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London Design Festival 2018 – our highlights from this year

Drawing in some of the country’s greatest creatives, the London Design Festival annually showcases the UK’s buzzing design community. Through the month of September, it has grown to become one of the largest festivals of its kind in Europe. As a designer, it is certainly not one to miss and is a must for your yearly calendar. There is always something for everyone it will never fail to surprise you. In this blog post, I’m going to list just a few of my personal favourite highlights from the 2018 London Design Festival.


Design Junction

One of my favourite highlights of this year’s Design Junction has to be Steuart Padwick’s ‘Head Above Water’. Standing an incredible nine metres high, the structure was placed on London’s south bank, overlooking the whole river. The giant head sculpture was created in order of mental health awareness. Purposefully created to be ethnic, age and gender neutral, it was designed to spark and engage a debate about society’s views on mental health. The structure was also an interactive exhibit, as visitors were asked to express their own emotions and feelings via Twitter, using the hashtag #HeadAboveWater. This engagement was fed to the installation, allowing it to change colour depending on the information visitors were feeding it. A huge talking point of the whole festival!

London Design Festival 2018



Another exciting interactive experience of the London Design Festival could be found outside the V&A, in the Sackler Courtyard. The striking ‘MultiPly’ installation was a collaborative affair between the American Harwood Export Council, Waugh Thistleton Architects and ARUP. Designed to challenge how we view sustainable building materials, as well as the idea of modular building systems. The installation confronted two of our society’s biggest problems – coping with the ever-growing need for housing and how to do this in an environmentally friendly fashion. Built from large panels of American Tulipwood, the multi-storey structure could be explored through a series of interconnected spaces, accessed via bridges and staircases.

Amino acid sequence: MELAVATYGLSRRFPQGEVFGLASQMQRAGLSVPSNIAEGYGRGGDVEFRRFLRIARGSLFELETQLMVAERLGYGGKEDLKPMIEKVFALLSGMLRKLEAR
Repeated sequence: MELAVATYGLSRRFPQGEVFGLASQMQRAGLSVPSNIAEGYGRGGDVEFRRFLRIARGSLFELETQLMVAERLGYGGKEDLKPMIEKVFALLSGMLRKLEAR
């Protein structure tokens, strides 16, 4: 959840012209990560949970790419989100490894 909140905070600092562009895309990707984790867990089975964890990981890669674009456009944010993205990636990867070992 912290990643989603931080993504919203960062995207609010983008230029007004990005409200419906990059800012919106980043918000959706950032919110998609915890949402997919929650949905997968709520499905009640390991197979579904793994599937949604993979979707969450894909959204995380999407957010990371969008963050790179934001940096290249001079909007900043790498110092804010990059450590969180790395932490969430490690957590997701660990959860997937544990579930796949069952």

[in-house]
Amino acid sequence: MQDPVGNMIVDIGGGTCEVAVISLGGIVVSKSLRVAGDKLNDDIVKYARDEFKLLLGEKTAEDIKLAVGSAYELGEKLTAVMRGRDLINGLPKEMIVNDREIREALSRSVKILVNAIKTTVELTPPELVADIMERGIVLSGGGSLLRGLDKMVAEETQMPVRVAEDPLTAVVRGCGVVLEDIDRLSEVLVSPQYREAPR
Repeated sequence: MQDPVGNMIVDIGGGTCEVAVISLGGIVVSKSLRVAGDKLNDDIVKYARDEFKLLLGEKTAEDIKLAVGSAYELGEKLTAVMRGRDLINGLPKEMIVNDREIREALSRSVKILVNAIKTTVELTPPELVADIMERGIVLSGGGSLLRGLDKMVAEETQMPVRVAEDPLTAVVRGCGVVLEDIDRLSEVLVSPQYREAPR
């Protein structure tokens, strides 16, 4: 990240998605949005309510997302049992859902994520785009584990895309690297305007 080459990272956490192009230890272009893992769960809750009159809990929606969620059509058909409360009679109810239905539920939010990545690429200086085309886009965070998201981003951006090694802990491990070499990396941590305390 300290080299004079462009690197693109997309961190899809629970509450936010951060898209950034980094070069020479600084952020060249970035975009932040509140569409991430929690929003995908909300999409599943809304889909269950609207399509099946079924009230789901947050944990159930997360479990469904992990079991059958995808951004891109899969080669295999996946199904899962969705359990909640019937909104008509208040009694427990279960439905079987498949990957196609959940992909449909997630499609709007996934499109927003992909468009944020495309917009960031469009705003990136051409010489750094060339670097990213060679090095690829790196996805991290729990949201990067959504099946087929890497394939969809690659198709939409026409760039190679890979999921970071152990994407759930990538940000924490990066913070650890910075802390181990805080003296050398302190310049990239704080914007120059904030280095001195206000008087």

London Design Festival 2018


Trafalgar Square

Over at Trafalgar Square, ‘Please Feed the Lions’ by Es Devlin was entertaining Londoners, visitors to the London Design Festival and tourists to the capital. The installation was created to complement the current feline inhabitants of Trafalgar Square. Although Edwin Landseer wanted the lions of Trafalgar to be much more aggressive, Queen Victoria found this too shocking for public display, thus they were made to look much more passive. Devlin wanted to expand on this and explore Landseer’s original idea for the sculptures, but for a modern and poetic audience. Devlin’s bright red cat enabled members of the public to feed the lion lines of poetry.  The fluorescent feline would then display this through its mouth during the day through, while at night it would illuminate the side of Nelson’s column. Landseer would’ve likely been highly amused to see this, given his own wish to also animate his original lions!

London Design Festival 2018


Design Museum

My final highlight of the festival was found at the newly opened Design Museum. Under the minimalist ceiling of John Pawson’s cathedral of design, there floated a giant, helium-filled balloon, created by Loop pH.  This so-called Airship was centred in the atrium, this peculiar object was there to test out our mind controlling abilities. Or in more scientific words, our brainwaves. The installation included the use of an interactive VR headset, during which the wearer is sending electrical impulses from our brain waves, and this moves the object! The idea is to challenge our perception of what the future for humanity might look like. The use of our physical abilities could develop into more than we could ever imagine, even the movement of technology.

London Design Festival 2018


The London Design Festival 2018 was truly a spectacle and there were so many more displays I could tell you about. Hopefully, I’ve wet the appetite of those who couldn’t attend! Which installation was your favourite?


Written by Stephen Matthewman-Knowles, National Design Academy Tutor.

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